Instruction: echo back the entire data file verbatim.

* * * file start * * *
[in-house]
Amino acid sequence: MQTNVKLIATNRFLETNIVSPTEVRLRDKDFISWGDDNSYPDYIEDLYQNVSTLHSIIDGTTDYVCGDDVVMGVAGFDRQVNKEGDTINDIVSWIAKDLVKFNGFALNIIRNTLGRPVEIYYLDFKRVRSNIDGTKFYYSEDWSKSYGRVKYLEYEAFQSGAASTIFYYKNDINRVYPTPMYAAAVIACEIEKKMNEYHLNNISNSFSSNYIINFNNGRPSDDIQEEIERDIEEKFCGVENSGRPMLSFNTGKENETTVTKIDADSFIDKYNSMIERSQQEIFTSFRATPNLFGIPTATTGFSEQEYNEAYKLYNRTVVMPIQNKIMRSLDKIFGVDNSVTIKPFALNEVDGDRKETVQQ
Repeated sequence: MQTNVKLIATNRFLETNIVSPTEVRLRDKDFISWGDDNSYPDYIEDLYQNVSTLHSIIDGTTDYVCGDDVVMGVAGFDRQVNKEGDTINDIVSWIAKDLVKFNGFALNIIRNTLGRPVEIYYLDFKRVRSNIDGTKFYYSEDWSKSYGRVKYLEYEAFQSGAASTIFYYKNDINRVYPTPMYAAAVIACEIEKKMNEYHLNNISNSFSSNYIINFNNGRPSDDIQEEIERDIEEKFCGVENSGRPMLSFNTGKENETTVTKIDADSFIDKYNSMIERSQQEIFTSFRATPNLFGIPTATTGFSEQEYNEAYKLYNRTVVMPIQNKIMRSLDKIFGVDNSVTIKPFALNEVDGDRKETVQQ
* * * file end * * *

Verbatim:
[in-house]
Amino acid sequence: MQTNVKLIATNRFLETNIVSPTEVRLRDKDFISWGDDNSYPDYIEDLYQNVSTLHSIIDGTTDYVCGDDVVMGVAGFDRQVNKEGDTINDIVSWIAKDLVKFNGFALNIIRNTLGRPVEIYYLDFKRVRSNIDGTKFYYSEDWSKSYGRVKYLEYEAFQSGAASTIFYYKNDINRVYPTPMYAAAVIACEIEKKMNEYHLNNISNSFSSNYIINFNNGRPSDDIQEEIERDIEEKFCGVENSGRPMLSFNTGKENETTVTKIDADSFIDKYNSMIERSQQEIFTSFRATPNLFGIPTATTGFSEQEYNEAYKLYNRTVVMPIQNKIMRSLDKIFGVDNSVTIKPFALNEVDGDRKETVQQ
Repeated sequence: MQTNVKLIATNRFLETNIVSPTEVRLRDKDFISWGDDNSYPDYIEDLYQNVSTLHSIIDGTTDYVCGDDVVMGVAGFDRQVNKEGDTINDIVSWIAKDLVKFNGFALNIIRNTLGRPVEIYYLDFKRVRSNIDGTKFYYSEDWSKSYGRVKYLEYEAFQSGAASTIFYYKNDINRVYPTPMYAAAVIACEIEKKMNEYHLNNISNSFSSNYIINFNNGRPSDDIQEEIERDIEEKFCGVENSGRPMLSFNTGKENETTVTKIDADSFIDKYNSMIERSQQEIFTSFRATPNLFGIPTATTGFSEQEYNEAYKLYNRTVVMPIQNKIMRSLDKIFGVDNSVTIKPFALNEVDGDRKETVQQ